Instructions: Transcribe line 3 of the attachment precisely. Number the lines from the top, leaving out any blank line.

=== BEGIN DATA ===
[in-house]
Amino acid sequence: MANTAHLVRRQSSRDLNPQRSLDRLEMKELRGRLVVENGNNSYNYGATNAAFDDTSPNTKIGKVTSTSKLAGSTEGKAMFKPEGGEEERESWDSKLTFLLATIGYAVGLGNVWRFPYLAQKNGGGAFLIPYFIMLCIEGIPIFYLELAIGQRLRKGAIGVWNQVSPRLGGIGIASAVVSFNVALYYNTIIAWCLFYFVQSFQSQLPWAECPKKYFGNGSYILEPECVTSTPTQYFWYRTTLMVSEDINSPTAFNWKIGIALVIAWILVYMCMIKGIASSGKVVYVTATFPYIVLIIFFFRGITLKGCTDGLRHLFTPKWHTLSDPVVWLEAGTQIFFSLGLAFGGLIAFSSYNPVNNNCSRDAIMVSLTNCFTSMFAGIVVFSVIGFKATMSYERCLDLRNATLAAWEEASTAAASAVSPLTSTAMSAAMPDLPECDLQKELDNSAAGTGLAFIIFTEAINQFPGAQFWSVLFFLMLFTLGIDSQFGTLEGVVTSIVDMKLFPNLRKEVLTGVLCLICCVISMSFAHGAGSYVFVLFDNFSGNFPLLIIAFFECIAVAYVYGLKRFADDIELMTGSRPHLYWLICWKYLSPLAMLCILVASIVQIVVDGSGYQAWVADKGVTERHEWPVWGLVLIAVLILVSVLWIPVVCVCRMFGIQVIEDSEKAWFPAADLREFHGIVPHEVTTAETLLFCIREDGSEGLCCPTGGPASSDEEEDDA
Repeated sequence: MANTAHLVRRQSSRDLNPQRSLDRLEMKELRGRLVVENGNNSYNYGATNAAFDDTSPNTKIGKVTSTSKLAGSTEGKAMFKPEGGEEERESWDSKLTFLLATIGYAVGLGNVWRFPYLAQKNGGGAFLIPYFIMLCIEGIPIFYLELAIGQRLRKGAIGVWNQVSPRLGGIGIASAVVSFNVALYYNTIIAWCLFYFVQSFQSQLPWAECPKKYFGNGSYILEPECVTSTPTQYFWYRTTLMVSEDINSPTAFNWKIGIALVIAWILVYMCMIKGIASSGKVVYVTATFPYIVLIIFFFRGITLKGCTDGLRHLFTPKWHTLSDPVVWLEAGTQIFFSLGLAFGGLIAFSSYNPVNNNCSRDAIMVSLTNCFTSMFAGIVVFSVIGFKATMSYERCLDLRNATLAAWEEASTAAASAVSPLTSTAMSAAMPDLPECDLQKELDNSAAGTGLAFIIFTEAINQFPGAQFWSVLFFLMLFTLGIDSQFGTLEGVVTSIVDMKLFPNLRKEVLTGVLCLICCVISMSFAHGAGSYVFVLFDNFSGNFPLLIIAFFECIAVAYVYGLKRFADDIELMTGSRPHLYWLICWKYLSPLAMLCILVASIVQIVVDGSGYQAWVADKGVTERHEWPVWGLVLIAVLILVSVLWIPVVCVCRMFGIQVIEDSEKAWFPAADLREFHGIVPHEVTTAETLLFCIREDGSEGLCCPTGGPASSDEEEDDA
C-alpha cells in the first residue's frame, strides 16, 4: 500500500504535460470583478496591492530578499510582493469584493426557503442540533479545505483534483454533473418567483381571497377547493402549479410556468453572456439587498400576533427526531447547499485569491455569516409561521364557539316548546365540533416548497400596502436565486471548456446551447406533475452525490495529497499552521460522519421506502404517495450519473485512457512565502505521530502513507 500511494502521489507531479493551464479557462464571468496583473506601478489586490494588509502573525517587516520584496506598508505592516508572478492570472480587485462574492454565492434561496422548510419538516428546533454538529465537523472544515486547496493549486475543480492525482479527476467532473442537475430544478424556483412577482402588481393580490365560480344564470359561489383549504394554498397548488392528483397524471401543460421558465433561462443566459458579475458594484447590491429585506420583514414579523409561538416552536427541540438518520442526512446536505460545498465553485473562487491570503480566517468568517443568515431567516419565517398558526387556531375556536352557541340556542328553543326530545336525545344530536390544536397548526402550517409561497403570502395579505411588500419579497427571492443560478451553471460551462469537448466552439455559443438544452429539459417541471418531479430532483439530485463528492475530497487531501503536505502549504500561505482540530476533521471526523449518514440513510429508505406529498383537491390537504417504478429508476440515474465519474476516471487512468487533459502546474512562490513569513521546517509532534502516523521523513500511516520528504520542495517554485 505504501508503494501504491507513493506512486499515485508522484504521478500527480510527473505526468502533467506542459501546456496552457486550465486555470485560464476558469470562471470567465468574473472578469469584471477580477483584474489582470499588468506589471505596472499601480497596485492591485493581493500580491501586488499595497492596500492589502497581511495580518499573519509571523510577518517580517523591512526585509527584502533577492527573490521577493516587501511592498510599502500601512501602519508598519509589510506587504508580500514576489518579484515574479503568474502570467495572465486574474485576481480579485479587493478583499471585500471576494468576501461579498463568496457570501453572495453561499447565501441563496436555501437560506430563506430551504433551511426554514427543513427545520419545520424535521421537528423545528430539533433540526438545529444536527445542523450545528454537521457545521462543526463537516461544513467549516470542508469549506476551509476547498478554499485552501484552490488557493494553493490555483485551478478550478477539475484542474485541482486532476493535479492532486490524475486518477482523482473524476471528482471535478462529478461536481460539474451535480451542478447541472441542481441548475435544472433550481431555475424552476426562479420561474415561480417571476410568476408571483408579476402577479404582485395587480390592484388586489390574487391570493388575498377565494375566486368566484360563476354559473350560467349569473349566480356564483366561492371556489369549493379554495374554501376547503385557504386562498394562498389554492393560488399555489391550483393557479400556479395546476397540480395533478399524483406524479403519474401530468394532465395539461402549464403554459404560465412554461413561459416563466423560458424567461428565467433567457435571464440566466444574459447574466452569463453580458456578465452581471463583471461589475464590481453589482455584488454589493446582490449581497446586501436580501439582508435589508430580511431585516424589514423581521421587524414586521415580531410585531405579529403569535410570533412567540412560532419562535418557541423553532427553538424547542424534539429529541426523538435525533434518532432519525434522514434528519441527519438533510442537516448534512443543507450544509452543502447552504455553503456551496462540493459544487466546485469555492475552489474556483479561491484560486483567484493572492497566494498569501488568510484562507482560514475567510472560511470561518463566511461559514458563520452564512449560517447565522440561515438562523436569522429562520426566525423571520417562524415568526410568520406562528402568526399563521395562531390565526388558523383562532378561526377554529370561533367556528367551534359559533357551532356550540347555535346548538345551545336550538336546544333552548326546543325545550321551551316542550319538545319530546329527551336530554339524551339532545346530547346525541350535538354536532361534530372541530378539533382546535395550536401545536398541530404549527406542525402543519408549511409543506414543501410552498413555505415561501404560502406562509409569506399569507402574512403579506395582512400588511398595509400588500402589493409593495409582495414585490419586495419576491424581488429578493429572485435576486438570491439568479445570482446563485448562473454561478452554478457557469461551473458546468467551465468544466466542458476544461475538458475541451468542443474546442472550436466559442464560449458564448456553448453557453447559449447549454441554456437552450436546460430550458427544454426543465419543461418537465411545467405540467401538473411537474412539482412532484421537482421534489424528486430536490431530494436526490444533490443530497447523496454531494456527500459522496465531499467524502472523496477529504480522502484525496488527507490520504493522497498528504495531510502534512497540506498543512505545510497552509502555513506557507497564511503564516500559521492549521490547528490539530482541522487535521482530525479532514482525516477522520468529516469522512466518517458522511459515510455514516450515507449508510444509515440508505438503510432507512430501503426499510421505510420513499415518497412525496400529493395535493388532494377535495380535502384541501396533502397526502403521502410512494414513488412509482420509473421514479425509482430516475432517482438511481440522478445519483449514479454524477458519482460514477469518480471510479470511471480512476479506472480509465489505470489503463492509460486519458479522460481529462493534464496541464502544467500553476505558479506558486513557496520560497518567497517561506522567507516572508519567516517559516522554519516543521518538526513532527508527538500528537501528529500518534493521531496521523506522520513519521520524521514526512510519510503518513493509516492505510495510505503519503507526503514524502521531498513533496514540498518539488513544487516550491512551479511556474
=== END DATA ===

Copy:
Repeated sequence: MANTAHLVRRQSSRDLNPQRSLDRLEMKELRGRLVVENGNNSYNYGATNAAFDDTSPNTKIGKVTSTSKLAGSTEGKAMFKPEGGEEERESWDSKLTFLLATIGYAVGLGNVWRFPYLAQKNGGGAFLIPYFIMLCIEGIPIFYLELAIGQRLRKGAIGVWNQVSPRLGGIGIASAVVSFNVALYYNTIIAWCLFYFVQSFQSQLPWAECPKKYFGNGSYILEPECVTSTPTQYFWYRTTLMVSEDINSPTAFNWKIGIALVIAWILVYMCMIKGIASSGKVVYVTATFPYIVLIIFFFRGITLKGCTDGLRHLFTPKWHTLSDPVVWLEAGTQIFFSLGLAFGGLIAFSSYNPVNNNCSRDAIMVSLTNCFTSMFAGIVVFSVIGFKATMSYERCLDLRNATLAAWEEASTAAASAVSPLTSTAMSAAMPDLPECDLQKELDNSAAGTGLAFIIFTEAINQFPGAQFWSVLFFLMLFTLGIDSQFGTLEGVVTSIVDMKLFPNLRKEVLTGVLCLICCVISMSFAHGAGSYVFVLFDNFSGNFPLLIIAFFECIAVAYVYGLKRFADDIELMTGSRPHLYWLICWKYLSPLAMLCILVASIVQIVVDGSGYQAWVADKGVTERHEWPVWGLVLIAVLILVSVLWIPVVCVCRMFGIQVIEDSEKAWFPAADLREFHGIVPHEVTTAETLLFCIREDGSEGLCCPTGGPASSDEEEDDA